Loss of Profits That Could Have Been Mitigated Except for the Plaintiff's Lack of Funds

Can a plaintiff recover lost profits if the breach of conduct of the defendant left it with insufficient capital to conduct operations necessary to earn profits? The two published Tennessee cases on this issue contradict each other. In Waggoner Motors,[132] the plaintiff, a car dealership, was awarded lost profits based on an incident of negligence that caused Chrysler, its floor plan financier, to reduce its floor plan financing which, in turn, affected the plaintiff's ability to acquire and to sell new and used cars.[133] In that case, the defendant apparently did not argue, and the court certainly did not consider in its opinion, that the lost profits of the plaintiff could have been mitigated if it had possessed the financial wherewithal to fund its own floor plan (automobile purchases).

The underfunded plaintiff in the case of Lance Productions Inc. v. Commerce Union Bank[134] did not fare as well as the plaintiff in Waggoner Motors. The plaintiff in Lance Productions had obtained a bus that it had modified extensively to make it a suitable traveling home for entertainers.[135] The defendant bank wrongfully attached the bus.[136] At trial, there was evidence that "at the time of the conversion, the plaintiff was negotiating with an entertainer for a contract that would have produced a profit of close to $1 million and that the 'deal fell through' because of gossip about the plaintiff's bus being repossessed."[137] According to the plaintiff, people "figured" that he was "broke" since he could not pay for a bus that he had just acquired.[138] The jury was empathetic to the plaintiff to the sum of $750,000, which it awarded.[139]

The court of appeals reversed the jury verdict in Lance Productions, but not on the grounds that the lost profits were speculative or that they were not proven with reasonable certainty. It reversed on the grounds that the plaintiff had failed to show that it could not replace the bus.[140] The court explained: "There is no evidence of the unavailability of another vehicle except lack of funds which is not recognized as an exception to the duty to mitigate damages by obtaining another vehicle."[141]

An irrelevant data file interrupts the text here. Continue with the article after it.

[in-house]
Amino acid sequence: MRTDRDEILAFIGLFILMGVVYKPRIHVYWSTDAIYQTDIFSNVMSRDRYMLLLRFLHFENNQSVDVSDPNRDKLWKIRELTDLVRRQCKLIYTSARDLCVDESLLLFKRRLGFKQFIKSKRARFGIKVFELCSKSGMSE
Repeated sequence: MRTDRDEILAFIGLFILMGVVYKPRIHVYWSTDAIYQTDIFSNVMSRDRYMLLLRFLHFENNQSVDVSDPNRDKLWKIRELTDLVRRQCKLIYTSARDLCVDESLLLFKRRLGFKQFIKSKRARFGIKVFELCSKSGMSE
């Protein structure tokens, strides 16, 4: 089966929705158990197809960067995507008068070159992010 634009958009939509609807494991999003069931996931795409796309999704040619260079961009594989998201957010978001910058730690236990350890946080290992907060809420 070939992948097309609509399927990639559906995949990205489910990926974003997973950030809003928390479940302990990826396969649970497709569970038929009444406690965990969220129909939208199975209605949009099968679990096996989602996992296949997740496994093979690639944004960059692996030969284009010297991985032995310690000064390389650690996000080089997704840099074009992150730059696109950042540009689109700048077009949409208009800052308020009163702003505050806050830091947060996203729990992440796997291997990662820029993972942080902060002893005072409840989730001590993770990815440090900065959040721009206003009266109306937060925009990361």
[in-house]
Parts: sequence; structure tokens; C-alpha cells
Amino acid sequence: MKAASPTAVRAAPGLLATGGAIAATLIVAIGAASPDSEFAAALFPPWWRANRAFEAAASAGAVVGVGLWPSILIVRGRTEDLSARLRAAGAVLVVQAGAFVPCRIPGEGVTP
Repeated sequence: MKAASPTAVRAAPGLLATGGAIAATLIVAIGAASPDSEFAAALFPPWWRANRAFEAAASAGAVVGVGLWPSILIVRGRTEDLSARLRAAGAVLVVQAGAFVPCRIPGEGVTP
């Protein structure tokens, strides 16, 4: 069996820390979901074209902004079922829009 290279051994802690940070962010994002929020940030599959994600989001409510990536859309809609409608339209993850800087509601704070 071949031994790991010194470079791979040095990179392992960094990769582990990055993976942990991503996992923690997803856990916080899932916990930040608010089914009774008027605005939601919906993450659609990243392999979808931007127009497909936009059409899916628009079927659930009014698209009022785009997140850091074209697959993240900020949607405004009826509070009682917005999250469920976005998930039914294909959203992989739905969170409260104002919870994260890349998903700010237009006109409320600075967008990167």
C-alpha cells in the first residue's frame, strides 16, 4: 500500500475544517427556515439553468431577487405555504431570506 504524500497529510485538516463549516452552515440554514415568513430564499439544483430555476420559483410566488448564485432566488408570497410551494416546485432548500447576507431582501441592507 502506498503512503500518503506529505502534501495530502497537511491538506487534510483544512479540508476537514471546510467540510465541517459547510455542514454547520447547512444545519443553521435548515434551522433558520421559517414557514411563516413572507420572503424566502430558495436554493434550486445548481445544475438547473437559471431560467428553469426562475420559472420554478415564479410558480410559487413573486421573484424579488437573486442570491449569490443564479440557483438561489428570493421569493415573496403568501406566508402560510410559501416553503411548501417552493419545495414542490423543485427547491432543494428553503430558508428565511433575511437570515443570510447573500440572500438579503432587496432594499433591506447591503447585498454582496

Recovery of Lost Profits by Individuals in Personal Injury Cases

A. Lost Profits Not Recoverable in Personal Injury Cases
Can a plaintiff who operates his or her own business recover for lost profits of his or her business that were directly related to a personal injury suffered by the plaintiff and caused by the defendant? No. In Tennessee, a plaintiff in a personal injury case, even if the plaintiff is a business owner, may only recover for the loss of earning capacity.[142]

Despite the fact that lost profits, per se, cannot be recovered, under any circumstances, by a plaintiff suing for personal injuries, in many cases, a plaintiff's recovery for loss of earning capacity will, in fact, include an award for lost profits. Why? Because, in some cases, a plaintiff may introduce evidence of the lost profits of his or her business to prove the fact and/or amount of his or her lost earning capacity.

B. Admissibility of Evidence of Lost Profits in Personal Injury Cases
The general rule in Tennessee is that "evidence of the profits of a business in which the plaintiff in a personal injury damage action is interested, which depend for the most part upon the employment of capital, the labor of others, or similar variable factors, is inadmissible ..." to prove the plaintiff's loss of earning capacity.[143] In Dingus v. Cain,[144] the Tennessee Supreme Court held that the trial court had erred in admitting into evidence proof of the lost profits of the plaintiff's business to prove the plaintiff's loss of earning capacity.[145] (The plaintiff in Dingus was an individual, not a business.)[146] To the Dingus court, the general rule applied to the facts before it because the plaintiff, who was injured in a car accident, was the president of a corporation engaged in general contracting which corporation employed eight to 15 people.[147] The court also considered the fact that the record was silent as to the number and type of contracts performed during the periods for which the plaintiff offered proof of lost profits.[148]